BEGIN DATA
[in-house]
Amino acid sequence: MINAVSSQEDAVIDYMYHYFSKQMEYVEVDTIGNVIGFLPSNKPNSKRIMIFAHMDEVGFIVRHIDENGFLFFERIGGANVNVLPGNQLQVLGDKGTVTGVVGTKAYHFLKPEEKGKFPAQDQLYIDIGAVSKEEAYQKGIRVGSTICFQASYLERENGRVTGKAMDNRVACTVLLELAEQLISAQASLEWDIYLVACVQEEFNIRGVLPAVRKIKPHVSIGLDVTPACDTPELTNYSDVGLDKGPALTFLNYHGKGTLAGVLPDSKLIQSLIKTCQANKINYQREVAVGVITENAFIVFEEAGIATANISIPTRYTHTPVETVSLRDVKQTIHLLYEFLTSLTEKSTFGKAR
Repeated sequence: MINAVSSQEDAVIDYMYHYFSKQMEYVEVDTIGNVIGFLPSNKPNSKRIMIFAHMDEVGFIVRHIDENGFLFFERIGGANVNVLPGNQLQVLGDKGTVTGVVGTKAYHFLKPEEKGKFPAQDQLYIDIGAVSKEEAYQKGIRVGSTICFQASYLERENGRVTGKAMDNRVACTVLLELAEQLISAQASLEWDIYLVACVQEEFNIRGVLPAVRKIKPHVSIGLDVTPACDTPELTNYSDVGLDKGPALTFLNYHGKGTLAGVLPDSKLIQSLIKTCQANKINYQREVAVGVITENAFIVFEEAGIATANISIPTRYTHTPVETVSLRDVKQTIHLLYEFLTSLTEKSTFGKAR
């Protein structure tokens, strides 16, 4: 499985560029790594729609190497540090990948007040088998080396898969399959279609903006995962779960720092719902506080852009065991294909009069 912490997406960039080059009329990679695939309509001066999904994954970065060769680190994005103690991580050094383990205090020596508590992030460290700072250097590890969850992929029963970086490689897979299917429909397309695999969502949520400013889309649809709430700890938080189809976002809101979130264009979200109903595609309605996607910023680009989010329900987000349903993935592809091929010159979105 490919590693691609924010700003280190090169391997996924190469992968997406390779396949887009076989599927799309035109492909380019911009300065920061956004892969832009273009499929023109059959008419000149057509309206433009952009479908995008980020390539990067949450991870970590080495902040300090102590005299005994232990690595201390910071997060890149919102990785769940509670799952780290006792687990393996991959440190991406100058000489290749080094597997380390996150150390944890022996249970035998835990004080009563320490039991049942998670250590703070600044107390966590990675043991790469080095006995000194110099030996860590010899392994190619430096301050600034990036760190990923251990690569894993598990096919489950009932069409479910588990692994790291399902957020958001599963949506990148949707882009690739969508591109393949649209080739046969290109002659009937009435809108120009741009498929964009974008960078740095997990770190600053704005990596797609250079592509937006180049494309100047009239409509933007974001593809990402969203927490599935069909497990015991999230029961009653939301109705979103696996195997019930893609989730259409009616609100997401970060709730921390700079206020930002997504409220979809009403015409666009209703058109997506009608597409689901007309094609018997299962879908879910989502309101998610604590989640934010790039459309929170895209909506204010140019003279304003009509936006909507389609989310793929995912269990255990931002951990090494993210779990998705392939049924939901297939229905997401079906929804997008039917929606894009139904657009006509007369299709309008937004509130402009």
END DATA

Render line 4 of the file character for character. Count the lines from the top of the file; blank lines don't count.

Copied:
């Protein structure tokens, strides 16, 4: 499985560029790594729609190497540090990948007040088998080396898969399959279609903006995962779960720092719902506080852009065991294909009069 912490997406960039080059009329990679695939309509001066999904994954970065060769680190994005103690991580050094383990205090020596508590992030460290700072250097590890969850992929029963970086490689897979299917429909397309695999969502949520400013889309649809709430700890938080189809976002809101979130264009979200109903595609309605996607910023680009989010329900987000349903993935592809091929010159979105 490919590693691609924010700003280190090169391997996924190469992968997406390779396949887009076989599927799309035109492909380019911009300065920061956004892969832009273009499929023109059959008419000149057509309206433009952009479908995008980020390539990067949450991870970590080495902040300090102590005299005994232990690595201390910071997060890149919102990785769940509670799952780290006792687990393996991959440190991406100058000489290749080094597997380390996150150390944890022996249970035998835990004080009563320490039991049942998670250590703070600044107390966590990675043991790469080095006995000194110099030996860590010899392994190619430096301050600034990036760190990923251990690569894993598990096919489950009932069409479910588990692994790291399902957020958001599963949506990148949707882009690739969508591109393949649209080739046969290109002659009937009435809108120009741009498929964009974008960078740095997990770190600053704005990596797609250079592509937006180049494309100047009239409509933007974001593809990402969203927490599935069909497990015991999230029961009653939301109705979103696996195997019930893609989730259409009616609100997401970060709730921390700079206020930002997504409220979809009403015409666009209703058109997506009608597409689901007309094609018997299962879908879910989502309101998610604590989640934010790039459309929170895209909506204010140019003279304003009509936006909507389609989310793929995912269990255990931002951990090494993210779990998705392939049924939901297939229905997401079906929804997008039917929606894009139904657009006509007369299709309008937004509130402009």